By Marissa Bennett
Growth Mindset is a method of teaching that uses positive reinforcement, feedback, group communication and cognitive listening. Students are taught at their own pace using iPads to work on problems outside of what they are doing in class. Each student can be working on different topics at different levels. Students in Jennifer Maichin’s sixth grade math class at Mineola Middle School are taught using this new method. “The Process: A Year of Growth Mindset”, a documentary that highlights the teaching style and the students learning from it recently premiered at Mineola High School.
People flooded into the high school auditorium to watch the film, that follows six teachers and students of different grade levels as they tried to grasp the idea of growth mindset during the 2017-18 school year. Richard Hardek, a former student of Maichin’s, served as the host throughout the film. He was beaming with excitement as he watched himself on the big screen, talking about something he is passionate about.
“Richard fell in love with the idea of growth mindset after learning it in class; he even began to use it in his everyday life,” said Richard’s dad, Richard Hardek. “It’s inspiring to see his passion for it. It was, actually, part of his idea to bring it to the whole school.”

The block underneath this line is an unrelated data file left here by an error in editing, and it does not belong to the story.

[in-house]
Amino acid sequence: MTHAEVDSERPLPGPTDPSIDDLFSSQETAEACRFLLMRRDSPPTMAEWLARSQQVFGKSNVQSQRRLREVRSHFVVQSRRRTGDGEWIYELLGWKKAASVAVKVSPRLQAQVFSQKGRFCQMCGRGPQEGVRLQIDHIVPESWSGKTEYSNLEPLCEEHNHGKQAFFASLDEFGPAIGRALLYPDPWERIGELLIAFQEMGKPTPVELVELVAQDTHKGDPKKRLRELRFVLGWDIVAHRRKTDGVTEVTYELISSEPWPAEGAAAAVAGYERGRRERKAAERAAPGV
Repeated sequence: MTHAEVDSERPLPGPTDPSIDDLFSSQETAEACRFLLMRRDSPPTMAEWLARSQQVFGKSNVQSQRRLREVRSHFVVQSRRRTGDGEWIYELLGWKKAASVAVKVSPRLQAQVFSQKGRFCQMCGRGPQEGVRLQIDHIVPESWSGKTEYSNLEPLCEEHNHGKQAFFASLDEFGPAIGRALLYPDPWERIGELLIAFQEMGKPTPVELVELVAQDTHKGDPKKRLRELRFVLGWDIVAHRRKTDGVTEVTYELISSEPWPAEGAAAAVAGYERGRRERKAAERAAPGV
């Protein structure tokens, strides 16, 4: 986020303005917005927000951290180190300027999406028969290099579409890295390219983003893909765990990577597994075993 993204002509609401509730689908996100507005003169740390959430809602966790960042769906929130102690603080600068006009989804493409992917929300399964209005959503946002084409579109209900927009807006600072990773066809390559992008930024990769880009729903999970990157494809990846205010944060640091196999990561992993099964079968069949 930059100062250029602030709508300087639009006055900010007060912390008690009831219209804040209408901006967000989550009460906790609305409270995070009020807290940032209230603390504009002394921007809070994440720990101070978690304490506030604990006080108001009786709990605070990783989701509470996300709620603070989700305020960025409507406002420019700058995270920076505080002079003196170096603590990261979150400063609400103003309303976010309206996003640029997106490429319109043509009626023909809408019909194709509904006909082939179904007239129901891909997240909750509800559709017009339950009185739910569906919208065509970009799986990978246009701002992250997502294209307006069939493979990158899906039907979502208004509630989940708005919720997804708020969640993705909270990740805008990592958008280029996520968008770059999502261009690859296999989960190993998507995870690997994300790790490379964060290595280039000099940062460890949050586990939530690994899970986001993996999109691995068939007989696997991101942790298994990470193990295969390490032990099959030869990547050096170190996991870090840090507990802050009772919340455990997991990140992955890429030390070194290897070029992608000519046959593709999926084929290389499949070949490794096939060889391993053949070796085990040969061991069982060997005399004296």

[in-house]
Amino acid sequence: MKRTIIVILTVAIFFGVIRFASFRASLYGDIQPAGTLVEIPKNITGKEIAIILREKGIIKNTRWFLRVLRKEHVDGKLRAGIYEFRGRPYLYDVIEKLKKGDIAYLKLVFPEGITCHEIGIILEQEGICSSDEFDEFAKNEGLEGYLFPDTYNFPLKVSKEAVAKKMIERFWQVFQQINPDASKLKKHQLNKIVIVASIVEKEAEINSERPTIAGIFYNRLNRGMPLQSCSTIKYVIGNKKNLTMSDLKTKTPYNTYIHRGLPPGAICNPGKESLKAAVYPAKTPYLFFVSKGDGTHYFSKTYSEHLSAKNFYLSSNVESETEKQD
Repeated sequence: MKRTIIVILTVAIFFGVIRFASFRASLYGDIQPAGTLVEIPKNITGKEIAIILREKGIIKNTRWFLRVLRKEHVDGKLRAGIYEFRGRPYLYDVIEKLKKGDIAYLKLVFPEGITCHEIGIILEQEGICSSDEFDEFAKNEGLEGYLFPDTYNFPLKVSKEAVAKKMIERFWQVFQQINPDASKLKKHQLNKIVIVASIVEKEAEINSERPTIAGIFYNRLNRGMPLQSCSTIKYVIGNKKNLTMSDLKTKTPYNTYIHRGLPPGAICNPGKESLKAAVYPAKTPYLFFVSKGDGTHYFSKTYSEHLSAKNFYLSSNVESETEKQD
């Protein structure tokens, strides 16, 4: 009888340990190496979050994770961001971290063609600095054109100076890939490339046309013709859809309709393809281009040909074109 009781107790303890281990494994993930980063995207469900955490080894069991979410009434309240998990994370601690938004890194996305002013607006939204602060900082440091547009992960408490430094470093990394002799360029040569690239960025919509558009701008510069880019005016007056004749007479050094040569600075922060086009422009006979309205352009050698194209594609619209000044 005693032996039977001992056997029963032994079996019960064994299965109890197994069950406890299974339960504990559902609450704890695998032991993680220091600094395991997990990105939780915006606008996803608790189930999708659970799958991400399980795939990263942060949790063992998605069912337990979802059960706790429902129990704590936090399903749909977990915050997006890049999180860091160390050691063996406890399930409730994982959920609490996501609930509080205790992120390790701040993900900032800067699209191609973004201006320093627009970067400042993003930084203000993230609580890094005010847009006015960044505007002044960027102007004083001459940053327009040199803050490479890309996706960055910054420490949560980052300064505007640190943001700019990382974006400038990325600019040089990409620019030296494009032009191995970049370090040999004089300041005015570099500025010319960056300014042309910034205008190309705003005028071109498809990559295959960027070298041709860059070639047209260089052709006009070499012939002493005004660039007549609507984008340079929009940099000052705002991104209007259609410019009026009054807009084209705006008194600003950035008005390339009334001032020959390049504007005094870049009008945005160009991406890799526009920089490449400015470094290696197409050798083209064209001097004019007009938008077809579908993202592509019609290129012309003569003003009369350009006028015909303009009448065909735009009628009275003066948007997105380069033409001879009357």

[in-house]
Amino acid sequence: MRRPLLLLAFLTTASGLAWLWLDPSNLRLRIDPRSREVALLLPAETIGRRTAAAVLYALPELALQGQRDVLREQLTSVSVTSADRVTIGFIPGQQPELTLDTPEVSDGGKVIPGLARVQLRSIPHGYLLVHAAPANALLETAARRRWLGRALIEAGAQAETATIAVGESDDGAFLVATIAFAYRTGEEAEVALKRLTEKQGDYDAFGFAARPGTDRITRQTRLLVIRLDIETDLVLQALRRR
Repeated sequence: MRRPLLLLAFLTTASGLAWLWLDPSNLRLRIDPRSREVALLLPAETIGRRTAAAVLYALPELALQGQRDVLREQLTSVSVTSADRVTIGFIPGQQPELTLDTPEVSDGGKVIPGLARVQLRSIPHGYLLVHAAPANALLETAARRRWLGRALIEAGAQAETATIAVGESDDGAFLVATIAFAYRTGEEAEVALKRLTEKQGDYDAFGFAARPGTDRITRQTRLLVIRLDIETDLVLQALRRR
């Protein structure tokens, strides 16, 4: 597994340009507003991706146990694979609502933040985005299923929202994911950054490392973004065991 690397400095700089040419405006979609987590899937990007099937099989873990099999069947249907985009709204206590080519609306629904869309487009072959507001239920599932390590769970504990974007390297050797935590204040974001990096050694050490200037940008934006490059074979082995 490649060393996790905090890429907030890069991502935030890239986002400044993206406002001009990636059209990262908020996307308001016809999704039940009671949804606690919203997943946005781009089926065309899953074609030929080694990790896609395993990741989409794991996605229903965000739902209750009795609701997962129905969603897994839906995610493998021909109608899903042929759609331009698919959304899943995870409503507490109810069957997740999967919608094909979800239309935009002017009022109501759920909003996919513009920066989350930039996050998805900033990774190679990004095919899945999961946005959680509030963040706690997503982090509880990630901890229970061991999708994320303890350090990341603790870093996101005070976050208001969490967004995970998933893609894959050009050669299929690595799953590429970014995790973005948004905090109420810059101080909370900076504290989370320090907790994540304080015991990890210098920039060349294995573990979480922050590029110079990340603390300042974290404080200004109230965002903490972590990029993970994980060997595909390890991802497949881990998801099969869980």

Maichin has been teaching math using this method for about seven years.
“I believe kids don’t need to be hand held,” explained Maichin. “They need to make their own mistakes and realize that, that is OK. By teaching kids it is OK to mess up, they will experiment and learn more.”
Many of the kids in Maichin’s classes are also love learning about growth mindset. Marissa, a sixth grade student in Maichin’s class, said she loves being able to use an iPad to work on her math problems on her own because she can learn more than just what is being taught in class. She is already doing eighth grade math and is able to help her friends who may still be stuck on sixth grade problems.
Assistant Superintendent Matthew Gaven has been very supportive of the development of this program for the last two years. He has seen students happier and more excited to learn in a positive environment, and said this documentary is a great way for the school to “share our story, because it is an important one.”
The documentary screening ended with an audience Q&A with the students and teachers highlighted in the documentary, as well as Eduardo Briceno and Dr. Sylvia Roberts, who run Mindset Works, a company that helps schools implement growth mindset by setting up resources to teach faculty about the ideas behind it.
Anyone wishing to see the documentary or set up future screenings can send an email to firstname.lastname@example.org.
—Marissa Bennet is a journalism student at LIU